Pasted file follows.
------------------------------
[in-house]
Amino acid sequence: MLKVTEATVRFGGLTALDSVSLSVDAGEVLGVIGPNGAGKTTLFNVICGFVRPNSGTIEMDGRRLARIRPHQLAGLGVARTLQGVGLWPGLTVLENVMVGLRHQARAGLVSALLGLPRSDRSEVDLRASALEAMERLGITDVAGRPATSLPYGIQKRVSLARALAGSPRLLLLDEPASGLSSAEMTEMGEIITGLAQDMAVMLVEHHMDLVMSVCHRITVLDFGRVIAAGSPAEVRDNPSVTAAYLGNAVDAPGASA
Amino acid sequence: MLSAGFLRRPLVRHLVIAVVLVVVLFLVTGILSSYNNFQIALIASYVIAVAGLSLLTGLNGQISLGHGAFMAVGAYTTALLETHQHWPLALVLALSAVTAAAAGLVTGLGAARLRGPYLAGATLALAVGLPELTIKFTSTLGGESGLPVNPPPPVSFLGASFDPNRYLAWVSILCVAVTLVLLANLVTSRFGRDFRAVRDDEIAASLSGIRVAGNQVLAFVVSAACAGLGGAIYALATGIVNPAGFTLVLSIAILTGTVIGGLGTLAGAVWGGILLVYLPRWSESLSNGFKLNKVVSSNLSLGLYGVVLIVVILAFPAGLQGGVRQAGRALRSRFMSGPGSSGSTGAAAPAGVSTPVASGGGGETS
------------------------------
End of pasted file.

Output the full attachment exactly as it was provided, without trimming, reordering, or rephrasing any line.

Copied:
[in-house]
Amino acid sequence: MLKVTEATVRFGGLTALDSVSLSVDAGEVLGVIGPNGAGKTTLFNVICGFVRPNSGTIEMDGRRLARIRPHQLAGLGVARTLQGVGLWPGLTVLENVMVGLRHQARAGLVSALLGLPRSDRSEVDLRASALEAMERLGITDVAGRPATSLPYGIQKRVSLARALAGSPRLLLLDEPASGLSSAEMTEMGEIITGLAQDMAVMLVEHHMDLVMSVCHRITVLDFGRVIAAGSPAEVRDNPSVTAAYLGNAVDAPGASA
Amino acid sequence: MLSAGFLRRPLVRHLVIAVVLVVVLFLVTGILSSYNNFQIALIASYVIAVAGLSLLTGLNGQISLGHGAFMAVGAYTTALLETHQHWPLALVLALSAVTAAAAGLVTGLGAARLRGPYLAGATLALAVGLPELTIKFTSTLGGESGLPVNPPPPVSFLGASFDPNRYLAWVSILCVAVTLVLLANLVTSRFGRDFRAVRDDEIAASLSGIRVAGNQVLAFVVSAACAGLGGAIYALATGIVNPAGFTLVLSIAILTGTVIGGLGTLAGAVWGGILLVYLPRWSESLSNGFKLNKVVSSNLSLGLYGVVLIVVILAFPAGLQGGVRQAGRALRSRFMSGPGSSGSTGAAAPAGVSTPVASGGGGETS